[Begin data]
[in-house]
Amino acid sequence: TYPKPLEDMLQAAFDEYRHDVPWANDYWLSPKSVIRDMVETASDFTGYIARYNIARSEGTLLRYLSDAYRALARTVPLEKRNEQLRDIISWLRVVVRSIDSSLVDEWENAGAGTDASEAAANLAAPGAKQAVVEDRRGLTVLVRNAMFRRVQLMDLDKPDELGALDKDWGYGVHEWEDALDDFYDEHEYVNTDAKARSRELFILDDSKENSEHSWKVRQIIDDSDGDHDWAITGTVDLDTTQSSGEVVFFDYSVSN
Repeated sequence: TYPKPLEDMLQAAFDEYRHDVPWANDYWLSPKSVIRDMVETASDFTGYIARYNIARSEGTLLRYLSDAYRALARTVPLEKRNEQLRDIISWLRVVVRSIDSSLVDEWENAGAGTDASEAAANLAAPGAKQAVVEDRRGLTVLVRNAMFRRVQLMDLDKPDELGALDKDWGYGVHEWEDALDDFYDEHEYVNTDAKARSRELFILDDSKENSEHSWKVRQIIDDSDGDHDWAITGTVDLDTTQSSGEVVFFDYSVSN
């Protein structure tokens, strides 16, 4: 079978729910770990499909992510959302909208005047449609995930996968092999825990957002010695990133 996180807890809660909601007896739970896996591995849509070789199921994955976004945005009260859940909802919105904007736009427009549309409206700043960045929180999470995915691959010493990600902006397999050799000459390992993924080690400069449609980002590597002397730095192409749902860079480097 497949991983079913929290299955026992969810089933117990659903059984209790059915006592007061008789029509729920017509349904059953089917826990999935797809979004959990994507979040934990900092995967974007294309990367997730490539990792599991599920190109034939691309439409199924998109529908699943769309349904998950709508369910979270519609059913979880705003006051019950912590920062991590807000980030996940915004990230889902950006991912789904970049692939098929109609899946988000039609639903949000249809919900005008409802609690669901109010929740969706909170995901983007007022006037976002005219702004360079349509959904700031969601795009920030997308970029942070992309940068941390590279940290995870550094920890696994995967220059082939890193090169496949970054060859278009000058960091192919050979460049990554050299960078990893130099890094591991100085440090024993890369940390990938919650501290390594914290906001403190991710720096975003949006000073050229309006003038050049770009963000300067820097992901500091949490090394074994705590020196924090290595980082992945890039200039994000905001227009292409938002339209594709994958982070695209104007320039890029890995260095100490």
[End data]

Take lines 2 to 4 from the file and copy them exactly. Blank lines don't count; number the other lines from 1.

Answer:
Amino acid sequence: TYPKPLEDMLQAAFDEYRHDVPWANDYWLSPKSVIRDMVETASDFTGYIARYNIARSEGTLLRYLSDAYRALARTVPLEKRNEQLRDIISWLRVVVRSIDSSLVDEWENAGAGTDASEAAANLAAPGAKQAVVEDRRGLTVLVRNAMFRRVQLMDLDKPDELGALDKDWGYGVHEWEDALDDFYDEHEYVNTDAKARSRELFILDDSKENSEHSWKVRQIIDDSDGDHDWAITGTVDLDTTQSSGEVVFFDYSVSN
Repeated sequence: TYPKPLEDMLQAAFDEYRHDVPWANDYWLSPKSVIRDMVETASDFTGYIARYNIARSEGTLLRYLSDAYRALARTVPLEKRNEQLRDIISWLRVVVRSIDSSLVDEWENAGAGTDASEAAANLAAPGAKQAVVEDRRGLTVLVRNAMFRRVQLMDLDKPDELGALDKDWGYGVHEWEDALDDFYDEHEYVNTDAKARSRELFILDDSKENSEHSWKVRQIIDDSDGDHDWAITGTVDLDTTQSSGEVVFFDYSVSN
């Protein structure tokens, strides 16, 4: 079978729910770990499909992510959302909208005047449609995930996968092999825990957002010695990133 996180807890809660909601007896739970896996591995849509070789199921994955976004945005009260859940909802919105904007736009427009549309409206700043960045929180999470995915691959010493990600902006397999050799000459390992993924080690400069449609980002590597002397730095192409749902860079480097 497949991983079913929290299955026992969810089933117990659903059984209790059915006592007061008789029509729920017509349904059953089917826990999935797809979004959990994507979040934990900092995967974007294309990367997730490539990792599991599920190109034939691309439409199924998109529908699943769309349904998950709508369910979270519609059913979880705003006051019950912590920062991590807000980030996940915004990230889902950006991912789904970049692939098929109609899946988000039609639903949000249809919900005008409802609690669901109010929740969706909170995901983007007022006037976002005219702004360079349509959904700031969601795009920030997308970029942070992309940068941390590279940290995870550094920890696994995967220059082939890193090169496949970054060859278009000058960091192919050979460049990554050299960078990893130099890094591991100085440090024993890369940390990938919650501290390594914290906001403190991710720096975003949006000073050229309006003038050049770009963000300067820097992901500091949490090394074994705590020196924090290595980082992945890039200039994000905001227009292409938002339209594709994958982070695209104007320039890029890995260095100490």